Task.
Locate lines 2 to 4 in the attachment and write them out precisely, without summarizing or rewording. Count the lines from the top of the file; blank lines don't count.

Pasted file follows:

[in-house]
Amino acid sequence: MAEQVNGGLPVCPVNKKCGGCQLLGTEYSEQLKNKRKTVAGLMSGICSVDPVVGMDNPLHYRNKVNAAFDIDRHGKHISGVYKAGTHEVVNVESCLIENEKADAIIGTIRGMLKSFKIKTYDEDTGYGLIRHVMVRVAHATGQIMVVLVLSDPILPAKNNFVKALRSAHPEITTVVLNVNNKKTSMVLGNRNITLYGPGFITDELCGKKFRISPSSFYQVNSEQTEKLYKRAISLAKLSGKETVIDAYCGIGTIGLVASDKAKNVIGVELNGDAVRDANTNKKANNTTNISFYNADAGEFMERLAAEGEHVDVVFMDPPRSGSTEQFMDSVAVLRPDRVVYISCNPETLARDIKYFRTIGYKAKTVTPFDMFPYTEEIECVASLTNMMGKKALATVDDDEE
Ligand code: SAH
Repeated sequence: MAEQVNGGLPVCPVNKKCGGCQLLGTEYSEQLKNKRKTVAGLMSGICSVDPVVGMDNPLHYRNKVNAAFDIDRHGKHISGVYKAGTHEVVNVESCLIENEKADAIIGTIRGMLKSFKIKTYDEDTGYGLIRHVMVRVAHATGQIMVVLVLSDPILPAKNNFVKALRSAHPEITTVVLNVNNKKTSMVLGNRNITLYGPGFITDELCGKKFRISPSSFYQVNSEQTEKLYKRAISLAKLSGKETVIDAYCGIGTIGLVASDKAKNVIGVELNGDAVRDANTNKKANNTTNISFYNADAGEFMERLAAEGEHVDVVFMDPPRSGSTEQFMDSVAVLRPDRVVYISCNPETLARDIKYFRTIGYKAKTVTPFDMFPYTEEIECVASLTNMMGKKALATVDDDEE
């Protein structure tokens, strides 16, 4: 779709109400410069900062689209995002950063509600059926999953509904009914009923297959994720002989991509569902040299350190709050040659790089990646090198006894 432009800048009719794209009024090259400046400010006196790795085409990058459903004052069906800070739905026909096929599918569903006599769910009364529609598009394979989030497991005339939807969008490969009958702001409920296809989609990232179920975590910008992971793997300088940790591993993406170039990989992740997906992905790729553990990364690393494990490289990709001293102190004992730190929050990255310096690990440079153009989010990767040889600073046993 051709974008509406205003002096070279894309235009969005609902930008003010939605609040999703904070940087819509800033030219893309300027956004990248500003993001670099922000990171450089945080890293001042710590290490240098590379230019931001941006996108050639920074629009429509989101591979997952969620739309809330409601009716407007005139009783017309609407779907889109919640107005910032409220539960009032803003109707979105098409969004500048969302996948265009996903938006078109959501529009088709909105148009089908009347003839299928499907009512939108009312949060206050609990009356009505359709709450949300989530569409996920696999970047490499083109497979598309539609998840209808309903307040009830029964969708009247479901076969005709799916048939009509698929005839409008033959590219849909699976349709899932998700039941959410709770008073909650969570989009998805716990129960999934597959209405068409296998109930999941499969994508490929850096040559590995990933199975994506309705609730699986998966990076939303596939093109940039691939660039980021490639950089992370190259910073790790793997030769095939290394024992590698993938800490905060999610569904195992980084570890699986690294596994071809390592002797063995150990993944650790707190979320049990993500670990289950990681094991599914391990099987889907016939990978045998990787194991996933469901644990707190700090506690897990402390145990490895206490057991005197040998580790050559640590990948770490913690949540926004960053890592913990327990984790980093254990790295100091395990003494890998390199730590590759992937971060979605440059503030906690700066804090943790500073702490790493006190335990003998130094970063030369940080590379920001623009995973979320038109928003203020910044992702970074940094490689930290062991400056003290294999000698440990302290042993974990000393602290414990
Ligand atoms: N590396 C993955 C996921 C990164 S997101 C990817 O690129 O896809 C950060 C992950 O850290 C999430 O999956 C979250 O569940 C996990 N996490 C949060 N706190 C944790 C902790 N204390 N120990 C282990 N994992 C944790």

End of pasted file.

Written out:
Amino acid sequence: MAEQVNGGLPVCPVNKKCGGCQLLGTEYSEQLKNKRKTVAGLMSGICSVDPVVGMDNPLHYRNKVNAAFDIDRHGKHISGVYKAGTHEVVNVESCLIENEKADAIIGTIRGMLKSFKIKTYDEDTGYGLIRHVMVRVAHATGQIMVVLVLSDPILPAKNNFVKALRSAHPEITTVVLNVNNKKTSMVLGNRNITLYGPGFITDELCGKKFRISPSSFYQVNSEQTEKLYKRAISLAKLSGKETVIDAYCGIGTIGLVASDKAKNVIGVELNGDAVRDANTNKKANNTTNISFYNADAGEFMERLAAEGEHVDVVFMDPPRSGSTEQFMDSVAVLRPDRVVYISCNPETLARDIKYFRTIGYKAKTVTPFDMFPYTEEIECVASLTNMMGKKALATVDDDEE
Ligand code: SAH
Repeated sequence: MAEQVNGGLPVCPVNKKCGGCQLLGTEYSEQLKNKRKTVAGLMSGICSVDPVVGMDNPLHYRNKVNAAFDIDRHGKHISGVYKAGTHEVVNVESCLIENEKADAIIGTIRGMLKSFKIKTYDEDTGYGLIRHVMVRVAHATGQIMVVLVLSDPILPAKNNFVKALRSAHPEITTVVLNVNNKKTSMVLGNRNITLYGPGFITDELCGKKFRISPSSFYQVNSEQTEKLYKRAISLAKLSGKETVIDAYCGIGTIGLVASDKAKNVIGVELNGDAVRDANTNKKANNTTNISFYNADAGEFMERLAAEGEHVDVVFMDPPRSGSTEQFMDSVAVLRPDRVVYISCNPETLARDIKYFRTIGYKAKTVTPFDMFPYTEEIECVASLTNMMGKKALATVDDDEE